The lands of the Pomo spread across modern-day Sonoma, Mendocino, and Lake counties. The Pomo lack access to clay for pottery and so baskets are essential.
Pomo baskets, whether decorative or functional, are a complicated mix of artistry and engineering. A basket can take years to complete. Materials like feathers, roots, bark and other plant materials must be collected and then cured before weaving can begin. The intricate and precise twining and coiling requires patience and stamina.
Annie Burke, a Pomo Indian, is born in 1876 and lives in the Cloverdale area. She is well-known for her basket weaving skills in a community that has a reputation for its many skilled weavers.
Pomo custom dictates that when a basket maker dies, their baskets are buried with them or burned. To preserve the basket-weaving tradition, Annie begs her daughter Elsie Allen not to destroy her baskets upon her death.
Elsie, born in 1899, uses her mother’s baskets to form the basis of the Elsie Allen Basket Collection to demonstrate the significance of their culture to others.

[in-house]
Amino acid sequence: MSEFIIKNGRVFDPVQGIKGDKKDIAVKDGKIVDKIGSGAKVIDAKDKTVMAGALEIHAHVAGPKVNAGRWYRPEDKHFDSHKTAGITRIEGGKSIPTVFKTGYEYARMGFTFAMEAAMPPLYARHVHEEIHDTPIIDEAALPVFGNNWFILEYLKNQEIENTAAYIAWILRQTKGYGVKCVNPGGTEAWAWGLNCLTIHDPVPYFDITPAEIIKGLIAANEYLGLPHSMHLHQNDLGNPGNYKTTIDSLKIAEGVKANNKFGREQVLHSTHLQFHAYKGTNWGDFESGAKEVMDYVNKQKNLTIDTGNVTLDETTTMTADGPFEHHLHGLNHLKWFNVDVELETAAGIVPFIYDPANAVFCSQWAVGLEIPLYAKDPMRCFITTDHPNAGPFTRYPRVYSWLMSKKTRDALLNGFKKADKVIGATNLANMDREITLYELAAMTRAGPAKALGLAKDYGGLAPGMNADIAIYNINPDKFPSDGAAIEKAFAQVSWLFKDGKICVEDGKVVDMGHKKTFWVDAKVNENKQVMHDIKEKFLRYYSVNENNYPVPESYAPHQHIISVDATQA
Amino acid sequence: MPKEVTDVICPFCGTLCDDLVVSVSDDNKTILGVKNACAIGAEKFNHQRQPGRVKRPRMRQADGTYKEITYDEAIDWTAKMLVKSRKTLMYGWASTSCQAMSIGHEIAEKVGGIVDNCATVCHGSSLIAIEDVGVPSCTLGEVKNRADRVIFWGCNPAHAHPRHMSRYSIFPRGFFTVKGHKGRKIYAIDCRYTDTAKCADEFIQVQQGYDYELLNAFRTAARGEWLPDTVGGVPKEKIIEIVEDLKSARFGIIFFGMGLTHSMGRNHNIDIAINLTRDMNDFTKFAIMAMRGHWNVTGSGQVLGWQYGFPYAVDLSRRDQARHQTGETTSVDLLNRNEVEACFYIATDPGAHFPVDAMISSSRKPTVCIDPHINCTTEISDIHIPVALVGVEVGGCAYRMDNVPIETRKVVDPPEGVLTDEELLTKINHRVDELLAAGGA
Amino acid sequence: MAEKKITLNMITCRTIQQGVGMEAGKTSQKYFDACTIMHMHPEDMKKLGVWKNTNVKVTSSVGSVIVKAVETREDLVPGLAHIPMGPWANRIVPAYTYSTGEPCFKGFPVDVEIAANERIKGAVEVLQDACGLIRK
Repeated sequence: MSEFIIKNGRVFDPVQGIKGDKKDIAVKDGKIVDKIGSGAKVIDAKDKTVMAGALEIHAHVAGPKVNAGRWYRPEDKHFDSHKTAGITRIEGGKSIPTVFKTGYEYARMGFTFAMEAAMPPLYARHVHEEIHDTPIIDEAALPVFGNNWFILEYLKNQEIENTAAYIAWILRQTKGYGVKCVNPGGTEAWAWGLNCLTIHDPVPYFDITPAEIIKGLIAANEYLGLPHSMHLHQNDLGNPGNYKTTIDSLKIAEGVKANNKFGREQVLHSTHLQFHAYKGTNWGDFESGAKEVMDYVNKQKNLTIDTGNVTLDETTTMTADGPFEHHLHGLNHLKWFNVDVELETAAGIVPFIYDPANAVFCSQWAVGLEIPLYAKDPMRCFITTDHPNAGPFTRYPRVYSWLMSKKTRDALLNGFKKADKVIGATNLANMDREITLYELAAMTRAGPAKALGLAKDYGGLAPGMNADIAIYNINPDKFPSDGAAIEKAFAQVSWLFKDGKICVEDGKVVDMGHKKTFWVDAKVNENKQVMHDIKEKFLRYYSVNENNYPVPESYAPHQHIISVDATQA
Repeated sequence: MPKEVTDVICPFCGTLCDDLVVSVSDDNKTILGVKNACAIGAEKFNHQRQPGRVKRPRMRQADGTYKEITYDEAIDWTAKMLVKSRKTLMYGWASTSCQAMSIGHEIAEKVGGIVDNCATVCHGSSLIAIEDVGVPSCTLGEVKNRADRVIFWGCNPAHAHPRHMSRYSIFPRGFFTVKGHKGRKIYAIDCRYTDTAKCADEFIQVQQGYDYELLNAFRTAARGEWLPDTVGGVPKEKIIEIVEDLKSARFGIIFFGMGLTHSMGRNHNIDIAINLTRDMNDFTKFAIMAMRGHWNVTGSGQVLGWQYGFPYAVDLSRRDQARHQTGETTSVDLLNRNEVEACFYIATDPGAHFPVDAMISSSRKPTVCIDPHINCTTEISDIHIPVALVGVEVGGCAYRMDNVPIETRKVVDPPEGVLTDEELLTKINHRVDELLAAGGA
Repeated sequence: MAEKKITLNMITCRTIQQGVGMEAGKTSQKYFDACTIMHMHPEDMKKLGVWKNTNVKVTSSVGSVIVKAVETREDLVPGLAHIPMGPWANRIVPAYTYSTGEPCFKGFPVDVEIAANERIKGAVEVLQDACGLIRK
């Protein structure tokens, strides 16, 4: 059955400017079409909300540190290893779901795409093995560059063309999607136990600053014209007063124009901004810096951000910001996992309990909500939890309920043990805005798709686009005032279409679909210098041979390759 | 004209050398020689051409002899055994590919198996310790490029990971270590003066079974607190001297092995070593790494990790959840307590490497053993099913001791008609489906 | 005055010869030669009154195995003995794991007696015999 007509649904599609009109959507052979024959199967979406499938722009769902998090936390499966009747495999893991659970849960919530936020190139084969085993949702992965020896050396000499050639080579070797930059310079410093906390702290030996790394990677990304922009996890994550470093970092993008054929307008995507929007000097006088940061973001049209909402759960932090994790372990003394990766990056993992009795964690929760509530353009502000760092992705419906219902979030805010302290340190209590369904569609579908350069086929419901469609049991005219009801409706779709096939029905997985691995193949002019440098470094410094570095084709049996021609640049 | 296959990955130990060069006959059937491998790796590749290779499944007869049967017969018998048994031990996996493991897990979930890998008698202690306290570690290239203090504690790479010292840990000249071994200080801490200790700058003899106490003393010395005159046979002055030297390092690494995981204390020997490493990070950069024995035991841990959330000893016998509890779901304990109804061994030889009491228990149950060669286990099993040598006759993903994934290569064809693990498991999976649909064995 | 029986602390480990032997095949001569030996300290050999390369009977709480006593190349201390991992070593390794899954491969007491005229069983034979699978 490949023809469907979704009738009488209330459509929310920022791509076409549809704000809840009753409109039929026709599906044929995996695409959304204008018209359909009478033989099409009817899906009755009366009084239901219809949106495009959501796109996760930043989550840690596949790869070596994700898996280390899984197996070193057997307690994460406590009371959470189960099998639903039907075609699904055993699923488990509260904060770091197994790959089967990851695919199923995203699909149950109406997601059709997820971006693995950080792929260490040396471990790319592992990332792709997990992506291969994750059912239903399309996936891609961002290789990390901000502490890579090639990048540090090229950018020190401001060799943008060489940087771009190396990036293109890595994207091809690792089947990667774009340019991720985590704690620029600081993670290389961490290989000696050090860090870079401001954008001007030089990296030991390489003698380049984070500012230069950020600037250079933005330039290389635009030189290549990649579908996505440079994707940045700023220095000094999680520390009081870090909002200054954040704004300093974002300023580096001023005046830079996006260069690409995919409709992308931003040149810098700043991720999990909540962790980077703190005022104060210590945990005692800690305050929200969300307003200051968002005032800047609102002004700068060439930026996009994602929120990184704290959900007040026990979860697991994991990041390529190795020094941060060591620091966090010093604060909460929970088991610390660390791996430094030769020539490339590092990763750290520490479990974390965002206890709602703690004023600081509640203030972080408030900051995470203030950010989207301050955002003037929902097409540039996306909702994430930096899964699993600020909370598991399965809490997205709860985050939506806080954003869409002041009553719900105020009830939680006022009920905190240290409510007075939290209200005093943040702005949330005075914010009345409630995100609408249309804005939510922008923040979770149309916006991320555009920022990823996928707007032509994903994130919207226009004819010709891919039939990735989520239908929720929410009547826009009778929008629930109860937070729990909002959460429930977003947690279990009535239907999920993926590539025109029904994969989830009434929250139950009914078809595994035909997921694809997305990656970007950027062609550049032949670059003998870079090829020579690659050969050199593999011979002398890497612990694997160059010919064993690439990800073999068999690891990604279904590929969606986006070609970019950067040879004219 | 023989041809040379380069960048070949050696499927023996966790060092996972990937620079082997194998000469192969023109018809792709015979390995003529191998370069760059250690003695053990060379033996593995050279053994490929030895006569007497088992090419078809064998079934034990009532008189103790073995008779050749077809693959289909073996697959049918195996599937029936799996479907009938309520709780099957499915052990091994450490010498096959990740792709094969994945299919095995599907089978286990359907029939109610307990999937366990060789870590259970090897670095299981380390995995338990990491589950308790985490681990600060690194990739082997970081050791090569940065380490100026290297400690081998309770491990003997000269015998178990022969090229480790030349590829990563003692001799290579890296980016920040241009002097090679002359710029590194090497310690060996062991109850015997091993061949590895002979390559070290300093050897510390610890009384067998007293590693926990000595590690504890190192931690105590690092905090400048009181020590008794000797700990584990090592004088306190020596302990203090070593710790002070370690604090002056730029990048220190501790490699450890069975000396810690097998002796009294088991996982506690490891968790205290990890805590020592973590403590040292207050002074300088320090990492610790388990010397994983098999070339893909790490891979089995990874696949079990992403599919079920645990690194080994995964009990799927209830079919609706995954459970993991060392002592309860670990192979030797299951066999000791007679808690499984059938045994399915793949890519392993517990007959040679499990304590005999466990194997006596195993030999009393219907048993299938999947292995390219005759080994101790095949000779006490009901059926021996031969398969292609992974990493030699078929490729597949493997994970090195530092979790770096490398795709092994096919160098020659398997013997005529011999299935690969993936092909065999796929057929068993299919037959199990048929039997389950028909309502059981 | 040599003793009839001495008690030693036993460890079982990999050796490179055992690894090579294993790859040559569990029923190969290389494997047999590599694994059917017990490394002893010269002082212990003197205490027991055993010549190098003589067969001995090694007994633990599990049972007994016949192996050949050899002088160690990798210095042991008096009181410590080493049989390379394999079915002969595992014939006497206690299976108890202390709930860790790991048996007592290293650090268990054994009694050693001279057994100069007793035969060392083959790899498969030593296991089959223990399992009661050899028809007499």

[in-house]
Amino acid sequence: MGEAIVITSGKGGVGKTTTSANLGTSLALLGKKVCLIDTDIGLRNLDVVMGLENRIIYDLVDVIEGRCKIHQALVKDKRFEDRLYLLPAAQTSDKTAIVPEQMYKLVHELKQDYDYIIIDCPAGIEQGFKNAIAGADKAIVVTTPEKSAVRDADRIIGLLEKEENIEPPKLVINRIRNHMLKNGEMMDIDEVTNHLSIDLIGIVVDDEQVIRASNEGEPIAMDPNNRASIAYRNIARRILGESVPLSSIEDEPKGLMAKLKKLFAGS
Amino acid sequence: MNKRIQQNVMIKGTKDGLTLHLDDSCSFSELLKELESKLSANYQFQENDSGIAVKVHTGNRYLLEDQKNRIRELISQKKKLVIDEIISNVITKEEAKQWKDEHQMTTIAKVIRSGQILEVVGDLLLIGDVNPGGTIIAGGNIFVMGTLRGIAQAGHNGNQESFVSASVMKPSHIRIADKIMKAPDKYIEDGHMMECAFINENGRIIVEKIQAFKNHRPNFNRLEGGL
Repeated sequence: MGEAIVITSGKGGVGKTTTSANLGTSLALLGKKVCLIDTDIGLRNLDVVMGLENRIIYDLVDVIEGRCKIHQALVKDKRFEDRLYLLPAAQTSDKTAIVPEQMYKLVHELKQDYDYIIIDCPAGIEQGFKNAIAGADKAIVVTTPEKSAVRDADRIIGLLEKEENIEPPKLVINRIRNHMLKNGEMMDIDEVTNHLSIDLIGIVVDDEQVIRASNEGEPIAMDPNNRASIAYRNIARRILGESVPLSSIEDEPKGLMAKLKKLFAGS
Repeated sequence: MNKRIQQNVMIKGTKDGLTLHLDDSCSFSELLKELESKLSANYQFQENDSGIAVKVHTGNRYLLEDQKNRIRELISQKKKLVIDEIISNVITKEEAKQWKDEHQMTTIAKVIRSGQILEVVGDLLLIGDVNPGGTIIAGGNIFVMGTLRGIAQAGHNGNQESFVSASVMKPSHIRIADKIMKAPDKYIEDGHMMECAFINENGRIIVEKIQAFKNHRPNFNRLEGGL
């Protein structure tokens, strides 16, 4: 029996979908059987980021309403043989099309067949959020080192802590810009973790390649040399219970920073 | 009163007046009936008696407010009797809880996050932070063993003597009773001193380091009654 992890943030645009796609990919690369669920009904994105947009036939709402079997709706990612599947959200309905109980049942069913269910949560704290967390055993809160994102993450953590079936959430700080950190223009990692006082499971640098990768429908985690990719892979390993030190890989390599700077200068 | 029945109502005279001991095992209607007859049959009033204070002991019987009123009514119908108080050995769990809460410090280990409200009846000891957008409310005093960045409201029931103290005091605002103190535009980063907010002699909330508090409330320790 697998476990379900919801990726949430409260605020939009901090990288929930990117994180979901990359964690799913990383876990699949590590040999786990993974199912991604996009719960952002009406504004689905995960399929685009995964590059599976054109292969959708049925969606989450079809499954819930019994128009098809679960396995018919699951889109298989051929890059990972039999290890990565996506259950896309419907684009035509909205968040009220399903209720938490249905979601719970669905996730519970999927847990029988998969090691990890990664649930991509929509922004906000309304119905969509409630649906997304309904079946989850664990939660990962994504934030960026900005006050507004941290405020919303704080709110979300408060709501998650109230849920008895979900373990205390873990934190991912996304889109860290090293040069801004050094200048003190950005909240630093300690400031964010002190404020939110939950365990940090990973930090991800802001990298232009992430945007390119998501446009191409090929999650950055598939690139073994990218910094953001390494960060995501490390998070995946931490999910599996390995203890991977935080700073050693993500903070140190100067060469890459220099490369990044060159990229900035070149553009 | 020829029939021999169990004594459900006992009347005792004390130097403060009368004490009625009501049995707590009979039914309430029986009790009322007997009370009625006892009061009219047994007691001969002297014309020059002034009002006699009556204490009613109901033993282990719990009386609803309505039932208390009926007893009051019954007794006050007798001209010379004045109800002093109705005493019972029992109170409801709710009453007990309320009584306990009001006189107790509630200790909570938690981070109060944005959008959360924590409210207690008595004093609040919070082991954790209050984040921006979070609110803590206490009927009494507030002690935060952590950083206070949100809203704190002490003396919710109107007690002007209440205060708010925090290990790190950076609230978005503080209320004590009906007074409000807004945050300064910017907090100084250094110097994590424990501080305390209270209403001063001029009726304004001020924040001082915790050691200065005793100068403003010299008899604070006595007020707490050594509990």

After raising her family, at 62 Elsie begins devoting more time to basket wearing. she publishes Pomo Basketry: a Supreme Art for the Weaver, in 1972, which brought widespread recognition to her tribe.
Annie, along with her daughter Elsie and Edna Sloan Guerrero, also form the Pomo Mother’s Club, later renamed the Pomo Indian Women’s Club. The club’s mission is to support the community through education and fundraising and to counter anti-Indian discrimination in California. The Club’s basketry exhibits and demonstrations are instrumental in educating others about the Pomo people.
Annie Burke dies in 1962; Elsie in 1990. Elsie’s daughter, Genevieve Allen Aguilar, maintains the family basket collection.